We’ve recently created and published a new Catalogue for the papers of George W. Prothero (1848-1922), historian, literary editor and President of the RHS between 1901 and 1905. Here we introduce the collection, the largest in the RHS archive, with highlights and images from Prothero’s correspondence and professional papers.
In this final post of 2021 we mark 5 years since the creation of ‘New Historical Perspectives’, the Society’s Open Access book series for early career historians. Here we invite four people involved with the Series – two series editors (past and present), a publisher and an author – to comment on their experience of NHP between 2016 and 2021.
Changes to the Society’s membership structure see the introduction of new Associate Fellowship and Postgraduate categories. From now, there will be four ways to be part of the Royal Historical Society: as a Fellow, an Associate Fellow, a Postgraduate or a Member. This post explains these changes which were announced at the Society’s AGM, held on 26 November 2021.
In this post, Dr Alexandra Hughes-Johnson and Dr Lyndsey Jenkins introduce their new, edited collection, ‘The Politics of Women’s Suffrage. Local, National and International Dimensions’: the tenth title in the RHS’s ‘New Historical Perspectives’ book series, published by University of London Press. The collection shows how women encountered and battled a hostile political climate, but pushed forward with determination, skill, tenacity and optimism: resonating with the renewed interest in women’s history and feminist politics today.
Published on 9 November, the latest volume in the RHS Camden Series is ‘British Financial Diplomacy with North America, 1944-46. The Diary of Frederic Harmer and the Washington Reports of Robert Brand’. Here, the volume’s editor, Michael F. Hopkins, introduces the wartime careers of Harmer, a close aide to John Maynard Keynes, and Brand, head of the Treasury team at the British embassy in Washington. Both sources vividly convey the priorities and tactics in post-war British financial diplomacy – together with acute observations on broader Anglo-American relations.
In this post Professor Emma Griffin—President of the Royal Historical Society—considers recent cuts at UK History departments and the current defence of History and historians at Goldsmiths, University of London. 2021 has proved a year of considerable turmoil for academic History, with closures and staffing reductions at a number of institutions: how do we best prepare for the year ahead?
Dr Heidi Egginton and Dr Zoë Thomas introduce their new, edited collection: ‘Precarious Professionals: Gender, Identities and Social Change in Modern Britain’ — the latest title in the RHS’s ‘New Historical Perspectives’ book series. The collection, available as a free Open Access edition, expands conceptions of professional identity for different women and men in the past and shows how working lives might be more equitably reimagined in the future.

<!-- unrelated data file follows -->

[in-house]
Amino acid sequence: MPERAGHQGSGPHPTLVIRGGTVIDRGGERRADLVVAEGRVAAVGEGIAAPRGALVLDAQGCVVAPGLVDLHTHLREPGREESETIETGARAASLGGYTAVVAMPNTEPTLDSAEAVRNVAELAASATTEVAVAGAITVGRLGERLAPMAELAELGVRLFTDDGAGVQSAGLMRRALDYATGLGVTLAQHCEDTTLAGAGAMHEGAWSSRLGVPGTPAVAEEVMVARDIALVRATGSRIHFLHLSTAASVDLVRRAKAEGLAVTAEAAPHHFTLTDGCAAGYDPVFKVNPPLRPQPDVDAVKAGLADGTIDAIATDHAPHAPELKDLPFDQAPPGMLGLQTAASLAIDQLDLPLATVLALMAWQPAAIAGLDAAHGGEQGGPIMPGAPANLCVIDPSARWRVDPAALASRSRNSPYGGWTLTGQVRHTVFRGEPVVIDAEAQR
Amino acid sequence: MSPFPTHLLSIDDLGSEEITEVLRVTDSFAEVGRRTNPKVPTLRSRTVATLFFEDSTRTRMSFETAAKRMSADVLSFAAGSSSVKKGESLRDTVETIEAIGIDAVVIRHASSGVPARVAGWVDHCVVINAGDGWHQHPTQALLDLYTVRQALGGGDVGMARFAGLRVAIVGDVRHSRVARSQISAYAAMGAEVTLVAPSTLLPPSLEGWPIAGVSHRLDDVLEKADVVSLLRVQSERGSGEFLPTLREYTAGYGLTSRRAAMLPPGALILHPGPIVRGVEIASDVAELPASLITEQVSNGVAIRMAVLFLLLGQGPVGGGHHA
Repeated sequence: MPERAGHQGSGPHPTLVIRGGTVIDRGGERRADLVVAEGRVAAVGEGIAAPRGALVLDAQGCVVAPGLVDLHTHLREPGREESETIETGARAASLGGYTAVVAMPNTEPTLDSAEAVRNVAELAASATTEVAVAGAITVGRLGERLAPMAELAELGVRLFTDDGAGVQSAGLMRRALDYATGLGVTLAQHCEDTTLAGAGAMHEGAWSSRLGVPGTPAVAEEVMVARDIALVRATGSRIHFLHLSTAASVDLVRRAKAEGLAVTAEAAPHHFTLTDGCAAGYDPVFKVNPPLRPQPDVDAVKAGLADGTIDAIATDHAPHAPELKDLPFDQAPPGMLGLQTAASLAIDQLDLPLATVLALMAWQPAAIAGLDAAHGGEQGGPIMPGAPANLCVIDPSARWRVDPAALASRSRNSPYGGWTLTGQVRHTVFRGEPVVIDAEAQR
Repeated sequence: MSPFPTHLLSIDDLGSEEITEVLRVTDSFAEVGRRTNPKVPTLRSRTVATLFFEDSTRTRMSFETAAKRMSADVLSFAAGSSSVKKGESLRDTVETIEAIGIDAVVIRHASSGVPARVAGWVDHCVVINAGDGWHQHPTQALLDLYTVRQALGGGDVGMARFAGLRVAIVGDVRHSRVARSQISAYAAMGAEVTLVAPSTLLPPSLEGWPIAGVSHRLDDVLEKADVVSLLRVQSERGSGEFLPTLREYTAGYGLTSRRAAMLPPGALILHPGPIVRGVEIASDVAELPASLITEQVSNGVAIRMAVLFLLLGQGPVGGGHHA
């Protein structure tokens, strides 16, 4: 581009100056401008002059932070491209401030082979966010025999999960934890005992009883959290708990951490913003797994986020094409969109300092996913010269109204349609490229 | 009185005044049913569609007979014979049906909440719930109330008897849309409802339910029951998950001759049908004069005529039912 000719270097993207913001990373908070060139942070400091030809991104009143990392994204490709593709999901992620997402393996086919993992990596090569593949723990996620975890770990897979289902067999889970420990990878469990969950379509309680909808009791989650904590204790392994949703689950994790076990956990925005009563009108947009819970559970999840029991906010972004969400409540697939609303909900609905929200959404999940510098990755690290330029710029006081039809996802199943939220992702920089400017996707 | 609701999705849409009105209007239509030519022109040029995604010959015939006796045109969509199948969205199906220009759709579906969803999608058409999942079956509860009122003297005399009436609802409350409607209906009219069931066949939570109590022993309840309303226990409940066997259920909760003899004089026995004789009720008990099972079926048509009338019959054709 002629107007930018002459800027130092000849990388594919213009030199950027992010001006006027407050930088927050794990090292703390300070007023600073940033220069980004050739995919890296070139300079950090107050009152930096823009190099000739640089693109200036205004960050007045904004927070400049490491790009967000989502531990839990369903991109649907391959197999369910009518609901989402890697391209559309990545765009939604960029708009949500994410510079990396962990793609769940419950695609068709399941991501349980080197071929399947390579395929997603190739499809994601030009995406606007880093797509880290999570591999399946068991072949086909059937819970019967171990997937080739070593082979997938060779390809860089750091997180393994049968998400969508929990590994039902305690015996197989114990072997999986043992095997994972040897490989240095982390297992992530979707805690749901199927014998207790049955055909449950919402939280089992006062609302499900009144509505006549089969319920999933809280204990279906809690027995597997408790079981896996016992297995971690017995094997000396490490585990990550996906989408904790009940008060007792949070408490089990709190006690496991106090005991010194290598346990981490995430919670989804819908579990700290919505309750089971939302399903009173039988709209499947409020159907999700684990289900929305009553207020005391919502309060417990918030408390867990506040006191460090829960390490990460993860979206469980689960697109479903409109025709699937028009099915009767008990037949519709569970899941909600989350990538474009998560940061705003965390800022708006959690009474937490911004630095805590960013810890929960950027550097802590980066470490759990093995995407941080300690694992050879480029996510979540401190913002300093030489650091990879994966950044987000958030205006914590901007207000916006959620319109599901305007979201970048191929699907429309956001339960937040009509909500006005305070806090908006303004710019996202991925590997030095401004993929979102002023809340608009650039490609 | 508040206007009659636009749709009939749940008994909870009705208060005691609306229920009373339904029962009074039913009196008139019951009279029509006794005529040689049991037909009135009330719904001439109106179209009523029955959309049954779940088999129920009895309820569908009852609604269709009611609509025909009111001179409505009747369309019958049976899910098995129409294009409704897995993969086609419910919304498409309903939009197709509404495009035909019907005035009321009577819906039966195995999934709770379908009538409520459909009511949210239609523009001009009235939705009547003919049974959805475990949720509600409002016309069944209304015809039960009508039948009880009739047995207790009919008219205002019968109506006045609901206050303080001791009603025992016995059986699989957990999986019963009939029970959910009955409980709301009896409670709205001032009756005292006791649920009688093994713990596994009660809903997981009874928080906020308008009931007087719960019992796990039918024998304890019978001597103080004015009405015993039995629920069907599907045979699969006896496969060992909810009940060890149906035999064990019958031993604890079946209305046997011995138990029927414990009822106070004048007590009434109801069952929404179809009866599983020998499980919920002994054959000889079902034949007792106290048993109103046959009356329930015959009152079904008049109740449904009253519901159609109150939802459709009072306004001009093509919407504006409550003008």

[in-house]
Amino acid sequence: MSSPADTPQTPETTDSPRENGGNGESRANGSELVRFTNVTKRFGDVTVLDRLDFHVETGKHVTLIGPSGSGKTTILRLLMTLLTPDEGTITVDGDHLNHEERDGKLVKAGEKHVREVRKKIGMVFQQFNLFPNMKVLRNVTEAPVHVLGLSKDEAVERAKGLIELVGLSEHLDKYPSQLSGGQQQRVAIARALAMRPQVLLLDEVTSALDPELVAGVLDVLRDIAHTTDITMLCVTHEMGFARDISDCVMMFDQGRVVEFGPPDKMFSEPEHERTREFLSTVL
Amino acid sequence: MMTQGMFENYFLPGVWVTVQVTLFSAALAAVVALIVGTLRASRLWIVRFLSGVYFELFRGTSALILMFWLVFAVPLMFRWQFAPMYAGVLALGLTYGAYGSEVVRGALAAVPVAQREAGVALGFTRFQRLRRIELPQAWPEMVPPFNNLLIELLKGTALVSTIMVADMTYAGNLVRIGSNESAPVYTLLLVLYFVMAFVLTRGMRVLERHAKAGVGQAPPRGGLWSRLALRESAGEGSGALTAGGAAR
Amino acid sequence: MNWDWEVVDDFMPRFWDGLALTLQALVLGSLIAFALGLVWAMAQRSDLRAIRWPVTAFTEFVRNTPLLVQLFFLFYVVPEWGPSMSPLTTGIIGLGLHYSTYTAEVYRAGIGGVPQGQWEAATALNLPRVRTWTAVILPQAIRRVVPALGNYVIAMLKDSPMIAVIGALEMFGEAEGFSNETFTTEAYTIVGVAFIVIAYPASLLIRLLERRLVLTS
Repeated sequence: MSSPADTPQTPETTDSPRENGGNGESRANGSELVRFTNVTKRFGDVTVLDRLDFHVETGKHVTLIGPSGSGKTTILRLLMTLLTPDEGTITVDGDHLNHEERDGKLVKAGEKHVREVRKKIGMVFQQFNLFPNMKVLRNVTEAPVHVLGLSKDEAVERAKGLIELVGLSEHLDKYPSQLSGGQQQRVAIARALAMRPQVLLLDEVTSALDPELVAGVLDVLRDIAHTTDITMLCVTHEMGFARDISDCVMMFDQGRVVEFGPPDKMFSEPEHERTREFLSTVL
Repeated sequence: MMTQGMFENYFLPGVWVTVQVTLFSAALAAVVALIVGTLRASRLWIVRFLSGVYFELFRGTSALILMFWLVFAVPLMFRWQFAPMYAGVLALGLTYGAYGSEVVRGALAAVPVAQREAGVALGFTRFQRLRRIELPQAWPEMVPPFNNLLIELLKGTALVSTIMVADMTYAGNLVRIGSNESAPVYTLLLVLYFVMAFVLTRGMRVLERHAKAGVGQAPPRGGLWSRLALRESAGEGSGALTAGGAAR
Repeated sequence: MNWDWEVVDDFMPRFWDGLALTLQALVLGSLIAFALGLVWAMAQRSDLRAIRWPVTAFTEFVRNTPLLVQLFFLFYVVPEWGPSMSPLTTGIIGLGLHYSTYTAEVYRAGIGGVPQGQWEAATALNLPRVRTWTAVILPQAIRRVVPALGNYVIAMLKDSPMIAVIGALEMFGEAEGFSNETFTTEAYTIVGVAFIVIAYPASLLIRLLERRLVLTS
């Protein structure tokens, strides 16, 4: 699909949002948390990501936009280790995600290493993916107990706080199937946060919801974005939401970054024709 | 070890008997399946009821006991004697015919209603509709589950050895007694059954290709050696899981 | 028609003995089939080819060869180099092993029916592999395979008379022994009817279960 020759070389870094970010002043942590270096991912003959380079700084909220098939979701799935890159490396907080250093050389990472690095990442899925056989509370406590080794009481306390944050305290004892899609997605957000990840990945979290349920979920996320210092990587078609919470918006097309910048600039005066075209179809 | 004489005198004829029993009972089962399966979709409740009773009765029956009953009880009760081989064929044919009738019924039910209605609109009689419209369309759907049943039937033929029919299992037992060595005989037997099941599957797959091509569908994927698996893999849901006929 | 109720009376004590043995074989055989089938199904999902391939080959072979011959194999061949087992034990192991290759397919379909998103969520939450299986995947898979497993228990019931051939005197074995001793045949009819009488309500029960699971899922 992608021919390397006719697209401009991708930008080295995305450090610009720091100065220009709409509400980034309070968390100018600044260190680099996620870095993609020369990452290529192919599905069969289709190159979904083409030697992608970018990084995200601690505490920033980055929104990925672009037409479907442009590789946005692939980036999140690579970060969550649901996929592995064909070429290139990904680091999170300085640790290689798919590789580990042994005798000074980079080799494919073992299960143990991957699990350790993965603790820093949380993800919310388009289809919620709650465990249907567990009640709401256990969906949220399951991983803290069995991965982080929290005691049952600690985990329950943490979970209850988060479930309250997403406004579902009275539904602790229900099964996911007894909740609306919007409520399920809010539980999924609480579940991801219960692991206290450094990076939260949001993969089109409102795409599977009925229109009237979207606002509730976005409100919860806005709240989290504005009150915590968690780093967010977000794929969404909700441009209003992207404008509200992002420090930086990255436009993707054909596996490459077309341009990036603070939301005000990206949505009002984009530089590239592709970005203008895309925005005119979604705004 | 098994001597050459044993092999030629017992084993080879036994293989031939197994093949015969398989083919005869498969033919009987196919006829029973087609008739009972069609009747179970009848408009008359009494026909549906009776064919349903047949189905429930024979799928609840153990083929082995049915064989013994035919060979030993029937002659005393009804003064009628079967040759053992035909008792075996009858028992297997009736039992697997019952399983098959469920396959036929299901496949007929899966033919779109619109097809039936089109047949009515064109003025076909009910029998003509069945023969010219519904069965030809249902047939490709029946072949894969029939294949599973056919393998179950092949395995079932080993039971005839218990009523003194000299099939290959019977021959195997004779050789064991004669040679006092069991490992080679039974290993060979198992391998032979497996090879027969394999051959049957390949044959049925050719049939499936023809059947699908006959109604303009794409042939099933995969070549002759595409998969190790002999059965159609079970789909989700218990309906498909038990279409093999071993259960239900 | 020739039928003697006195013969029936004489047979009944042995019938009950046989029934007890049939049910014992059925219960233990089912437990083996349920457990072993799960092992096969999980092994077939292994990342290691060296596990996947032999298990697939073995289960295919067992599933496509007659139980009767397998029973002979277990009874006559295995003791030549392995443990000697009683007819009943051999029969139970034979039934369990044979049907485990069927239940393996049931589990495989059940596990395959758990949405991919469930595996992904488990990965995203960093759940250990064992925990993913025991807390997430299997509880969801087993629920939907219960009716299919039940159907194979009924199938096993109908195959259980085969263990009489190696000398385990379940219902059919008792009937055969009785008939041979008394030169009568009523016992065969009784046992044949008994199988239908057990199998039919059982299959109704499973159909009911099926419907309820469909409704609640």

How should historians engage with the source materials that record and communicate empire from the perspective of imperial rule? Are there ways of working with sources that enable researchers to free themselves from the intellectual constraints imposed by historical imagery and its categorisation? Maria Creech explores her methodological approach to ‘unlearning’ imperialism.
In August of this year, the Society organised its first ‘positive action’ workshop for early-career historians of colour. The initiative was led by the RHS’s Race, Ethnicity and Equality Working Group which was responsible for the RHS’s Race Report (2018). Here, Dr Diya Gupta and Dr Jonathan Saha explain the motivations for the workshop, and reflect on the outcomes of what’s hoped will be the first in a programme of focused training events.
Earlier this year, historians at Aston University faced the threat of programme and department closures. Here Dr Ilaria Scaglia recounts her response and that of the wider community. Though prompted by crisis, forceful advocacy for programmes can, Ilaria argues, foster greater appreciation of history’s value and of mutual support between historians, teachers and students.
In the eleventh post for our ‘Writing Race’ series, Dr Amber Lascelles introduces the Black Health and the Humanities project at the University of Bristol. The project sits at the intersection of Black humanities and medical humanities, and brings together scholars whose research intervenes in Black health across a range of disciplines, including history, art, sociology, law, literature, media and theatre.
The Royal Historical Society invites applications from RHS Fellows for four posts central to the Society’s governance and development as a learned society. Two are Officer roles on Council, the Society’s governing body: Honorary Secretary and Secretary for Professional Engagement. Two are new Editor roles to oversee the academic development of the Society’s journal, Transactions of the Royal Historical Society.